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Rain-shortened loss ends Tribe's tough NY trip

@MandyBell02
August 23, 2019

NEW YORK -- After sitting through three hours and four minutes of rain delays and getting swept at Citi Field, the Indians were ready to escape New York in the wee hours of Friday morning after a 2-0 rain-shortened loss to the Mets. The Indians entered August knowing the daunting

NEW YORK -- After sitting through three hours and four minutes of rain delays and getting swept at Citi Field, the Indians were ready to escape New York in the wee hours of Friday morning after a 2-0 rain-shortened loss to the Mets.

The Indians entered August knowing the daunting schedule that was ahead of them. But the Tribe came out victorious in series against the Angels, Rangers and Twins, and then split a four-game set with the Yankees. However, Cleveland's week-long stretch in New York continued, as it went across town to face the red-hot Mets, who have posted the best record in Major League Baseball since the All-Star break (27-10).

Box score

“I mean, [those are] some good teams and we’re a really good team, too,” outfielder Tyler Naquin said. “Sometimes the other team gets those timely hits and sometimes we don’t. … I think it’s just sometimes -- I mean, [Carlos] Santana had a big hit [on Wednesday] and the game of baseball kind of got to us, you know? Same team. Still playing good baseball. Just have to turn it around a little bit and stick to our strengths, stick to our guns and just keep playing. That’s part of the game.”

The Mets have been unstoppable at home in their last 14 games, winning 13 of those contests, including Thursday night, when the game was called after the second rain delay in the bottom of the eighth inning. The Indians’ bats fell silent, recording just two hits on the evening after being held without a baserunner by Noah Syndergaard through 5 1/3 frames.

“It’s just a guy like that, you’ve got to pick your spots,” said Naquin, who broke up the perfect game with a single and also threw a runner out at home plate. “You know, swing at strikes, make him beat you. If you help a pitcher like that out, you make it a lot harder on yourself in the situation. Just being able to isolate a strike zone, look for a certain pitch and don’t miss it, because you might only get one to hit.”

The loss was the Tribe’s seventh in its last nine contests. With the Twins off, the Indians fell to 3 1/2 games back in the American League Central. The A’s and Rays both won to move a half-game ahead of Cleveland in the AL Wild Card standings.

“It was 2-5, of course it was disappointing,” second baseman Jason Kipnis said of the team’s road trip to the Big Apple. “I think we all wanted to do at least a little bit better than that. I think we had higher hopes for that. Obviously, not the results we were looking for. Doesn’t stop us from what we’re trying to get accomplished. There’s still enough time left, but didn’t do ourselves any favors either.”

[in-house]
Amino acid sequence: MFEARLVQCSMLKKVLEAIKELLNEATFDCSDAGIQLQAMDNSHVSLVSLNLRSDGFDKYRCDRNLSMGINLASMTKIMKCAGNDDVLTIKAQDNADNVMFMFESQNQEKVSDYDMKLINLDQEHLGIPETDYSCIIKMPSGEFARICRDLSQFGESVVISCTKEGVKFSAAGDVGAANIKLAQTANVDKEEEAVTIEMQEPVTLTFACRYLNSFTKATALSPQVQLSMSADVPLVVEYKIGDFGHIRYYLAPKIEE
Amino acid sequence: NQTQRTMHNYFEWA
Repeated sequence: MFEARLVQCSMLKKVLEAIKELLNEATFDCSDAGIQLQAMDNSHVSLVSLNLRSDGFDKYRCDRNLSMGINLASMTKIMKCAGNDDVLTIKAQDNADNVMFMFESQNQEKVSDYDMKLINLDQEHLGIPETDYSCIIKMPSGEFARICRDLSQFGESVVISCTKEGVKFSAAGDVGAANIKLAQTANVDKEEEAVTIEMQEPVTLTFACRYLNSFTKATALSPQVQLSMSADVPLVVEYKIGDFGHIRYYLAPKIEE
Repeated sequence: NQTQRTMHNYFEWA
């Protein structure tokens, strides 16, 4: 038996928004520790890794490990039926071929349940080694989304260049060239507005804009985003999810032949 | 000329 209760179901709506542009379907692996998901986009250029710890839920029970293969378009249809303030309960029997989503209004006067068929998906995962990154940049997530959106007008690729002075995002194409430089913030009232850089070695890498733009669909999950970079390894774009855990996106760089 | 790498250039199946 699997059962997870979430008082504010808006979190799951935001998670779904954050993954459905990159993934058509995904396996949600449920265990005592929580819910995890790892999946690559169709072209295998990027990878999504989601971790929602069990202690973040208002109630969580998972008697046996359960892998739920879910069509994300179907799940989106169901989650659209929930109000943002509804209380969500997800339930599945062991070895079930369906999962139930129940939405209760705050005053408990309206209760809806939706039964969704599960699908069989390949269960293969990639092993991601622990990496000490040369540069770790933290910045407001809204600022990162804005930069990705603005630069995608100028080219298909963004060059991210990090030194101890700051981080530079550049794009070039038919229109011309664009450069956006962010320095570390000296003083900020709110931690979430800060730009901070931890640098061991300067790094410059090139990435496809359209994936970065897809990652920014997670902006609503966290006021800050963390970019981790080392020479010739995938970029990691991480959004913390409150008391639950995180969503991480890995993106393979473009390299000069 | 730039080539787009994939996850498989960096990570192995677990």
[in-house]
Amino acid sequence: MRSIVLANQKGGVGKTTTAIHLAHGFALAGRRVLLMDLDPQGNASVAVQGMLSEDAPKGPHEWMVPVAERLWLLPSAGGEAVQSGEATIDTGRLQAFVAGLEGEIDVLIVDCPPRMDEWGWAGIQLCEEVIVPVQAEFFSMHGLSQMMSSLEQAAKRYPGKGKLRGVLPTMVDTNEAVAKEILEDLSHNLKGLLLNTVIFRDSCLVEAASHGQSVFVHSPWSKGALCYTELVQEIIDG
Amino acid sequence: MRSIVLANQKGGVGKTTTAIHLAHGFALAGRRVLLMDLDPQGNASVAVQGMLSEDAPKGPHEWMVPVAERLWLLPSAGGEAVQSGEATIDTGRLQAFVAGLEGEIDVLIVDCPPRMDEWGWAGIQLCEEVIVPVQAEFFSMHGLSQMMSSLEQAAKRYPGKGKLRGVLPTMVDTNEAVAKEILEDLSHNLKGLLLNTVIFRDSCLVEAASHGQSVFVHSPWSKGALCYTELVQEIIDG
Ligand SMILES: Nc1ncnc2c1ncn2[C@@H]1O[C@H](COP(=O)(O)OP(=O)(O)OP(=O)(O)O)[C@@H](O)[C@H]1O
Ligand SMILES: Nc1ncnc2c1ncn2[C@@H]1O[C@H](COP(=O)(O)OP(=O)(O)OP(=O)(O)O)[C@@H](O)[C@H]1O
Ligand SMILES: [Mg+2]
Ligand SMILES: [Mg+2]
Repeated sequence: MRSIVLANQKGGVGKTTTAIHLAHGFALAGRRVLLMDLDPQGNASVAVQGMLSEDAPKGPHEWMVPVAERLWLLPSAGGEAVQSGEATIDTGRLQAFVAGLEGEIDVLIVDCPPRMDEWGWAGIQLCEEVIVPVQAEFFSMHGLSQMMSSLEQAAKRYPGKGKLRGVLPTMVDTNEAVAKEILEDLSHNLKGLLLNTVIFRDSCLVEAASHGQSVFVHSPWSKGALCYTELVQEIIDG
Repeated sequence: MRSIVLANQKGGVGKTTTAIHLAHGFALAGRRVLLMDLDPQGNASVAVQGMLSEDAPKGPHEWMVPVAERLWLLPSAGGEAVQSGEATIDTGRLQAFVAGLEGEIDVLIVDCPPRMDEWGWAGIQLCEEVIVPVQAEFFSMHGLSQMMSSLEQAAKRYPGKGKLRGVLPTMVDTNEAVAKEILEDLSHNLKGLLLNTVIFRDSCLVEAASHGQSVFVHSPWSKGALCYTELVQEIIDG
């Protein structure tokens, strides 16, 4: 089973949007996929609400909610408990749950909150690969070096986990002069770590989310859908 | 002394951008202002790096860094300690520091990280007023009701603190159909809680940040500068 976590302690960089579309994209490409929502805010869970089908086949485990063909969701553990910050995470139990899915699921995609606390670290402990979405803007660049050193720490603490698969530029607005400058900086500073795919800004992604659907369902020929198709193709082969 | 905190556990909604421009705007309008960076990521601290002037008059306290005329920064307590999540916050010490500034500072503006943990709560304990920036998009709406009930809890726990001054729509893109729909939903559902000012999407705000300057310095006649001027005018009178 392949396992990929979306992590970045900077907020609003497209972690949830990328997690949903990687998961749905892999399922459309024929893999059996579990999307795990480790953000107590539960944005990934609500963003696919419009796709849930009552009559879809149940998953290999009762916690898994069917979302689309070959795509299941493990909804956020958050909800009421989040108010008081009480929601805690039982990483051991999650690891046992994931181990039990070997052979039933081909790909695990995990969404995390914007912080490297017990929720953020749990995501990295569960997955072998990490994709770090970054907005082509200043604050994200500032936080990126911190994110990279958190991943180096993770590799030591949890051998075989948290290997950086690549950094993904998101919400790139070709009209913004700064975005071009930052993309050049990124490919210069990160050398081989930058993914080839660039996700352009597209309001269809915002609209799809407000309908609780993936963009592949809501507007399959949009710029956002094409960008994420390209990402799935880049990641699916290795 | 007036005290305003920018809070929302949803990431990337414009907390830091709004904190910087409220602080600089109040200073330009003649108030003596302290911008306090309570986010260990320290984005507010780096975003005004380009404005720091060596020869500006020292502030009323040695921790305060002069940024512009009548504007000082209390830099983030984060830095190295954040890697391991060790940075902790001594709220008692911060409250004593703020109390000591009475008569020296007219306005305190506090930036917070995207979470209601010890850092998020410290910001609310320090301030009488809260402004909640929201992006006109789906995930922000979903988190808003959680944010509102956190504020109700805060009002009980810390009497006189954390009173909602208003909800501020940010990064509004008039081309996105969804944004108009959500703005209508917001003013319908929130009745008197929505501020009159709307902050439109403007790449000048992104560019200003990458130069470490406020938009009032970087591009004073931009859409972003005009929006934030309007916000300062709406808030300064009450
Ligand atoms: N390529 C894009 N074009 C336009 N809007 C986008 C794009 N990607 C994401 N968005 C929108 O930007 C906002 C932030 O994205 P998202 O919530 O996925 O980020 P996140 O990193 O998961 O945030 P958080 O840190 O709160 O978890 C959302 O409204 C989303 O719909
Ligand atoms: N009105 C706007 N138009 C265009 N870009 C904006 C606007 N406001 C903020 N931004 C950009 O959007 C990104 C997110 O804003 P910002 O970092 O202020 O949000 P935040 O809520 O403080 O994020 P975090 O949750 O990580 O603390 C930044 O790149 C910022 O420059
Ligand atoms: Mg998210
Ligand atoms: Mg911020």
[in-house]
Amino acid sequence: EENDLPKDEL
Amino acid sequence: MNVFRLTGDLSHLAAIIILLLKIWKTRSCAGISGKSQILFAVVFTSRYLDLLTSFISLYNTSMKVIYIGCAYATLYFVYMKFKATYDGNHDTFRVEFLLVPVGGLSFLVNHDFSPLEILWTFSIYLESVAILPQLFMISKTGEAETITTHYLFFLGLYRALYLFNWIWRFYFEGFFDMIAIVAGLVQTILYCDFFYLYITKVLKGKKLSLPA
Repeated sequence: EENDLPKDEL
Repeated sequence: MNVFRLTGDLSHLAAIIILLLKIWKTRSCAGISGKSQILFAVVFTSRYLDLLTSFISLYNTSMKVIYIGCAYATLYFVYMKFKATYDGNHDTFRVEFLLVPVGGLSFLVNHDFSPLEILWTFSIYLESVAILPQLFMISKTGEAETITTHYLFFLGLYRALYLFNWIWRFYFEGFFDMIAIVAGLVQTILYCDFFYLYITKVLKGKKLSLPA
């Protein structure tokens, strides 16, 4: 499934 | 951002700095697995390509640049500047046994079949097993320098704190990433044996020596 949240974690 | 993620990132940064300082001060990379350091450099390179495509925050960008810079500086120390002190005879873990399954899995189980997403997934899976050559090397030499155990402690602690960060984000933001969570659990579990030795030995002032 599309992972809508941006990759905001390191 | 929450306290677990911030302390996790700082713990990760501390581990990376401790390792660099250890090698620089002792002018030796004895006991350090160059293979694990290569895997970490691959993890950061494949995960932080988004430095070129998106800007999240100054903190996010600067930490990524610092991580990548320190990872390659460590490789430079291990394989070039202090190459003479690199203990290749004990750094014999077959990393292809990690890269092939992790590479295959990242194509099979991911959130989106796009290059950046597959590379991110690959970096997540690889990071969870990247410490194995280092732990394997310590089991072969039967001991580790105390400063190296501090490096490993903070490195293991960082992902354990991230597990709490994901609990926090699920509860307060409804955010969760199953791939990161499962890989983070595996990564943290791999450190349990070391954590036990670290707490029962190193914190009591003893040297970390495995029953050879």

The Indians have hit one of their lowest points since they began posting their MLB-best winning percentage since June 4, going 45-24 in that span. The three-game set in Flushing started with a costly error by Oscar Mercado in left field on Tuesday and followed with Brad Hand's third straight blown save Wednesday in the 10th inning before Syndergaard shut Cleveland’s offense down in the series finale.

“We kind of shot ourselves in the foot in Game 1. Game 2, we all know how that one ended,” Kipnis said. “So I think there were times we were in the game, we had games to win just like the second game, but did not come away with any victories out here. Of course we’re disappointed, but we’re gonna go home for a weekend, kind of regroup, reset and hopefully pick back up.”

According to the Elias Sports Bureau, the Indians are just the fourth team to play consecutive series against the Yankees and Mets on one road trip, joining Cincinnati in May 2012, San Francisco in September 2013 and Baltimore in May 2015. The Tribe will attempt to use its next week to find its groove, playing its next six games against the 45-83 Royals and the 38-87 Tigers.

“I mean, you just hear chirping around the clubhouse, ‘Man, New York for eight days,’” Naquin said. “It’s just a different pace than being in Cleveland and stuff. It’ll be nice to go back home for three. But no matter where we go, same team, and everything else, same energy. We obviously want to play a little bit better, but go home, turn it around and keep on playing.”

Mandy Bell covers the Indians for MLB.com. Follow her on Twitter at @MandyBell02.